The technique behind Spanish escalivada can also transform your carrots, potatoes, and heads of cabbage into tender, smoky masterpieces of the firebox.
In the United States, grilling is supposedly synonymous with leisure time. Homeowner’s insurance commercials and suburban sitcoms tell us we’re supposed to effortlessly fire up the grill on a Sunday evening, turning out a fully formed meal while lazily sipping an IPA or chatting with neighbors over the fence. But as Paula Forbes wrote for TASTE a few years ago, grilling really isn’t all that easy—especially when you’re looking to hit the perfect medium-rare shade of red on the inside of your rib eye, or trying to keep your teriyaki chicken thighs from soaring above 165°F and drying out.
But when you set your sights on the plant kingdom, grilling really can be relaxed without sacrificing any of the flavorful results. And better yet, you can often skip the whole tenderizing marinade step that sometimes causes stress when looking to the Weber. Just throw that head of savoy cabbage or celeriac root straight on the coals or on your grill (or campfire), and let the heat draw out the juices and caramelize the edges.
“You get less control, which is kind of fun, because you’re just dealing with the elements,” says Zach Schulz, the chef at New York’s 232 Bleecker, where eggplants, beets, pineapples, and carrots have been given the coal-roasted treatment.
In Martin Nordin’s The Green Barbecue Cookbook, the technique is used again and again to soften fruits and vegetables, infuse them with smoke, and concentrate their sugars (sometimes before a brief stint over indirect heat to finish cooking for an ideal texture). The skin of purple carrots is burnt to oblivion before being rubbed away—a quick, impactful way to cook the carrots before cutting them into tiny bull’s-eyes and serving them in a turmeric lovage broth. (I would also happily eat one of these carrots whole, wedged in a hot dog bun, or drizzled with plenty of garlicky lime dressing.) Pineapples are enveloped in a cloak of black char before they’re sliced open to pair with rum coconut cream (Nordin also recommends adding the fruit to cocktails and tacos).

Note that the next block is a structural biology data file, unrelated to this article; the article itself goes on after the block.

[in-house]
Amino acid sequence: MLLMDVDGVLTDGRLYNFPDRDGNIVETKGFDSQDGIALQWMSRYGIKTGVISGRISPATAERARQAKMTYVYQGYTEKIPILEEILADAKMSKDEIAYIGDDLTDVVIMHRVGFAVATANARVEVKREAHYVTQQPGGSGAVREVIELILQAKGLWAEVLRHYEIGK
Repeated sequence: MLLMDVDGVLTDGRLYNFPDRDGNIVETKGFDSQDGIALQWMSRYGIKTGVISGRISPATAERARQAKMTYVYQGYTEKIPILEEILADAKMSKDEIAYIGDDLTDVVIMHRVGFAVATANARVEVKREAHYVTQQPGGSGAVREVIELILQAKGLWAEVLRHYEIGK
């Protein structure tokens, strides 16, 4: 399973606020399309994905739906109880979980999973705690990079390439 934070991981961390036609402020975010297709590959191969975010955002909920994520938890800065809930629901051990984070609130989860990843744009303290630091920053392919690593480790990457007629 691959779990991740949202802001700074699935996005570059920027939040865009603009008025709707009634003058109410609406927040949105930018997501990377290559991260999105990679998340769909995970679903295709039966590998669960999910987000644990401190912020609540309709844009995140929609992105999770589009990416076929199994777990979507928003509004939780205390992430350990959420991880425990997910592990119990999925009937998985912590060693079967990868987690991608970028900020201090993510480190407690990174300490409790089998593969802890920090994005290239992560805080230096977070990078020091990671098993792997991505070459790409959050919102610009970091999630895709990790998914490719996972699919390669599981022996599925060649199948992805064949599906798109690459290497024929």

The move is a bit like the Catalan technique of escalivada, where whole bell peppers, spring onions, and eggplants are nestled among the embers of a fire and abandoned for an hour or two to soften and wilt, before the vegetables’ skins are rubbed away and their jammy insides are draped with olive oil and sherry vinegar. The skins of the vegetables become an active tool in the cooking process, buffering the insides from the coals.
“The vegetables create a charred other layer that protects the inside,” Nordin advises. “It also gives the vegetables a smoky and caramelized flavor in the layer just beneath, and then lets the inside cook within itself, getting a richer, more concentrated flavor.” To capitalize on that ultra-flavorful layer just inside the skin, Nordin recommends either using a very sharp paring knife to cut away the blackened exterior or rubbing it gently away with rubber gloves.
And while you don’t need to strive for quite the same level of precision that you might while cooking a beer can chicken or a rib eye, keeping a thermometer handy can be helpful. “A rule of thumb is that the greater the density of your vegetable, the higher the core temperature should be when it is cooked,” says Nordin. “A potato should ideally exceed 200°F, whereas zucchini or bell peppers are at their best at 170°F.”